- Reduce your overall training volume by about 50% in the first month or so, and keep the intensity low, too
- Remember exercise should feel good
Add more strength and cross training to your schedule
While pulling back from running for a few weeks is smart, pulling back from all activity might be harmful to progress, Beutel says. “Movement is going to be more helpful in decreasing the soreness, by working through it,” he says. So to maintain your fitness, simply move in different ways.
“I generally suggest some form of exercise that feels good and keeps energy, mood, sleep, and stress in check directly after a longer-duration run or marathon,” Beutel adds. For example, if you were use to getting fresh air during your training, don’t necessarily give that up—consider swapping your typical run for a long walk, light hike, or riding a bike.
During race training, strength workouts and cross-training naturally take a backseat, especially as you get closer to race day and ramp up your mileage and even during the taper. But after you cross the finish line, it’s a good time to add them back into your maintenance running plan.
Honerkamps suggests starting a strength-training routine with your own bodyweight after a race. Target core work, like planks, and other main movement patterns like squats, deadlifts, and lunges, without the dumbbells. He says it’s safe to jump back into bodyweight exercises fairly quickly after a race, even just a few days after, if you feel up to it.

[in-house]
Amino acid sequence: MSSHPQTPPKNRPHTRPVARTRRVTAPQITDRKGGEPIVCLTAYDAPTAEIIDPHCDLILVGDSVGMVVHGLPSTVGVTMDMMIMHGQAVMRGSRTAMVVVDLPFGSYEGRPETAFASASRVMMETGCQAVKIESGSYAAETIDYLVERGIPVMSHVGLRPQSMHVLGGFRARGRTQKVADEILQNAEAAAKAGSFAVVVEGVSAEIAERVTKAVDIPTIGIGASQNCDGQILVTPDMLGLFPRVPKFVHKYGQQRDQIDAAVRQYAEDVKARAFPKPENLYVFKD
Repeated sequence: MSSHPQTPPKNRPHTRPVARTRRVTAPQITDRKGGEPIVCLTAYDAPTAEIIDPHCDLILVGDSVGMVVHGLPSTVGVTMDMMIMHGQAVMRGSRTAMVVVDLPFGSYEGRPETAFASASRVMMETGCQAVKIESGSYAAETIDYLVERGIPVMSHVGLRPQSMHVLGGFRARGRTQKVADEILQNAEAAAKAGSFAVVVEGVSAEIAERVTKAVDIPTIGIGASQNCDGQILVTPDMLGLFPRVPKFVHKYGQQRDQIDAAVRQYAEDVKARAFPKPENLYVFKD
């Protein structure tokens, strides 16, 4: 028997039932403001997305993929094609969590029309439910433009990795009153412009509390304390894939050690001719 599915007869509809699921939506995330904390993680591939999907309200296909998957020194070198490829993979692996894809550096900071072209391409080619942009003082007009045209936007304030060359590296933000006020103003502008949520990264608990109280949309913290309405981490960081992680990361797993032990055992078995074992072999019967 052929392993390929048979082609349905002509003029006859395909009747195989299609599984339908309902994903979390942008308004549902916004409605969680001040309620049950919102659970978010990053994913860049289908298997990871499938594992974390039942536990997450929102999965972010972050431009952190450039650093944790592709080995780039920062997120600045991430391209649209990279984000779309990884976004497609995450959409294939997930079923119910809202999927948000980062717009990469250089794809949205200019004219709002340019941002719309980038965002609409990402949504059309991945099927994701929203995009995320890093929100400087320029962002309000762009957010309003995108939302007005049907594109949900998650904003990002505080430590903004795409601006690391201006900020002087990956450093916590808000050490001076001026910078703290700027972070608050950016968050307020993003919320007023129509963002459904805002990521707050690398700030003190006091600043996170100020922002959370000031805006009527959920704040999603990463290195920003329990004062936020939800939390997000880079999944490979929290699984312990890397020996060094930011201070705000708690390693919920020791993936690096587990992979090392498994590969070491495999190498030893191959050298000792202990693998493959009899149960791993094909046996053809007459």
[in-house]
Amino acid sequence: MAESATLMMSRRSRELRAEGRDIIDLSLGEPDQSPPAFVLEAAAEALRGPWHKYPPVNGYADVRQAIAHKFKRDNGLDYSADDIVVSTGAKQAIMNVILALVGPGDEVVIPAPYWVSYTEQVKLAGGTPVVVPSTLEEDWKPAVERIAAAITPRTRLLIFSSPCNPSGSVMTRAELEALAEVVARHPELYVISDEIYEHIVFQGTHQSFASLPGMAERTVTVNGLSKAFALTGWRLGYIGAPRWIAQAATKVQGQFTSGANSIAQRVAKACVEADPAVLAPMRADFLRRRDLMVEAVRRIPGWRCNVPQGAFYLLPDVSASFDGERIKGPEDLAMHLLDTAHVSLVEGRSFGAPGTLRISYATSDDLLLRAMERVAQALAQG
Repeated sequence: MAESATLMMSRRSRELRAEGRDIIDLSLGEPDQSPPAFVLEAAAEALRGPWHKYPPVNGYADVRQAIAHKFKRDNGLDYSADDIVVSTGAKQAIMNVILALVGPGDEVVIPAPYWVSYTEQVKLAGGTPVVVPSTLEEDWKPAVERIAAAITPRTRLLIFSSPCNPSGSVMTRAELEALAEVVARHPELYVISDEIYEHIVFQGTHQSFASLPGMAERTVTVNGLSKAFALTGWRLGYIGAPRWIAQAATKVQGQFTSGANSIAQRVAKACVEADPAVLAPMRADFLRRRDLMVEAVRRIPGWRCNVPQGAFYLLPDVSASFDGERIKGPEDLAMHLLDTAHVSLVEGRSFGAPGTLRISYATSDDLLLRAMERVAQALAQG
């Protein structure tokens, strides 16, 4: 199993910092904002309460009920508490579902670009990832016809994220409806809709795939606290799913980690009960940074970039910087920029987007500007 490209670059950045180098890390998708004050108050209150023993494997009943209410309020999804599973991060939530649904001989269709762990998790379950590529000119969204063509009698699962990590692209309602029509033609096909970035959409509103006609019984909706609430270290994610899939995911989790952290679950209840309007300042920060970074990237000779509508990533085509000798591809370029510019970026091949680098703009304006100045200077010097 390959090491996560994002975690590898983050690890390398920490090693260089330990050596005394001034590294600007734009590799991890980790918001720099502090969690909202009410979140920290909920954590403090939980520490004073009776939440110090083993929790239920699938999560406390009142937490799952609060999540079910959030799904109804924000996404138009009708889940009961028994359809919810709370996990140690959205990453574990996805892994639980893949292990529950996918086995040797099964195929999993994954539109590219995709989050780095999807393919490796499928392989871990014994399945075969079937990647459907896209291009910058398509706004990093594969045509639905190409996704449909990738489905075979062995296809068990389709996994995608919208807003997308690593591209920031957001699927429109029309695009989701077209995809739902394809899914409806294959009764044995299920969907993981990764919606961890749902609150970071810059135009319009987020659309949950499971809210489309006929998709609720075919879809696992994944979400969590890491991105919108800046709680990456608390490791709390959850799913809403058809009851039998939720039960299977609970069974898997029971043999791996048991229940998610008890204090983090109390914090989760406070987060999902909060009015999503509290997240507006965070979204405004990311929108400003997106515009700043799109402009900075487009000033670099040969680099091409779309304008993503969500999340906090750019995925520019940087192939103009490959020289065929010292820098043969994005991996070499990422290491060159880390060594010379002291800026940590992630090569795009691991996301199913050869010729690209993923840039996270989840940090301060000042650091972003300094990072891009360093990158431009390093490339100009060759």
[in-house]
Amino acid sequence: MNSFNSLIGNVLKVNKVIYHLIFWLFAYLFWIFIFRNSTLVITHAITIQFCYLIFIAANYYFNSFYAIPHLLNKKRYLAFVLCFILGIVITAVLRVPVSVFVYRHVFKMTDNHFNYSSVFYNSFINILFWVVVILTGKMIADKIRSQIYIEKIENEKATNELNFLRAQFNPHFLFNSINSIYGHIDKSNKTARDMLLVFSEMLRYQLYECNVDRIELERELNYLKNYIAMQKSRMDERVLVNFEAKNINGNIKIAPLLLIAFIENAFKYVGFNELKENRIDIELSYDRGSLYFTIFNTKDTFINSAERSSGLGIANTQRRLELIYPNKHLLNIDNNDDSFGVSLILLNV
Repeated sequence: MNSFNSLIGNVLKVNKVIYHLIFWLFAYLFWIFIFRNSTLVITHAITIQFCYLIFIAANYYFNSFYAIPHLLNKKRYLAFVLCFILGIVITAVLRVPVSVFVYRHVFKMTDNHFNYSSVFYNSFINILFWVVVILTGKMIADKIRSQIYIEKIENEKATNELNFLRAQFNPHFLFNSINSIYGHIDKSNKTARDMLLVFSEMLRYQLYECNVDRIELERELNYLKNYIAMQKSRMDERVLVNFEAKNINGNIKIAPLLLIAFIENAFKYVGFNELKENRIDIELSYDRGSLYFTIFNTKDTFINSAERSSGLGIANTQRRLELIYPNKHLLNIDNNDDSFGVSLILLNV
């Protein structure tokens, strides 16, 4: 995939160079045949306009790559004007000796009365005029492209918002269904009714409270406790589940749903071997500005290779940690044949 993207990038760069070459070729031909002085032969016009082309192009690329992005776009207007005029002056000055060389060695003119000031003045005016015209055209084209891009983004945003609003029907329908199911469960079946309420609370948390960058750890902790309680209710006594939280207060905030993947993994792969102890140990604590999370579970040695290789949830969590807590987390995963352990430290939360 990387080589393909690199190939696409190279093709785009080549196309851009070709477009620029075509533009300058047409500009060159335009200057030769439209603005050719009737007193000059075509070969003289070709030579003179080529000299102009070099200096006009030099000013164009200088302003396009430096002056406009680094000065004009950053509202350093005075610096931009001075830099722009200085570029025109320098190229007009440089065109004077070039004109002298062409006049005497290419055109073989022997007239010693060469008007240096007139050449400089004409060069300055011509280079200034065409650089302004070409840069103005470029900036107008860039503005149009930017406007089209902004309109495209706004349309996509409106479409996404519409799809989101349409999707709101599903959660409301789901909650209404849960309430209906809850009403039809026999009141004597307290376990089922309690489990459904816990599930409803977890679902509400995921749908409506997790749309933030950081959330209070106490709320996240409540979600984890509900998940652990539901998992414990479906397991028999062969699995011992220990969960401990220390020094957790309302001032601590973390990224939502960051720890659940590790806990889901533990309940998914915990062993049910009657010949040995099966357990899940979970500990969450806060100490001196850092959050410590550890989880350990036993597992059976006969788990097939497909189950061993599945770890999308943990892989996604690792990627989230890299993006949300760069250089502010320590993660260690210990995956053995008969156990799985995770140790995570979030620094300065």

Nurse agrees once you’re not fatigued from the race, meaning your muscles aren’t sore and you feel like you have 100% of your energy back, this is a great time to start kicking up your strength training. “It’s okay to be a bit more sore after a strength workout [when you don’t have a long run or hard training session the next day] so it’s a good time to start lifting a bit heavier,” she says. Just like with running, you want to slowly build up your strength, though, so don’t grab the heaviest weights right when you’re done running—build up to it.
Nurse says in the first couple weeks following a big race she’ll typically run three to four times a week and supplement with the cross training. Yoga, Pilates, cycling, and swimming are all good options, in addition to strength training.
Gradually add in miles
Nurse recommends running anywhere between zero to 10 miles the first week after a race, and then beginning to increase your overall mileage each week by roughly 10% to 15% as you work through your running maintenance plan.
The first weekend long run after your big race shouldn’t be too long. “Something like five to eight miles is a great long run seven days out,” Nurse says, if you’re back to running that quickly.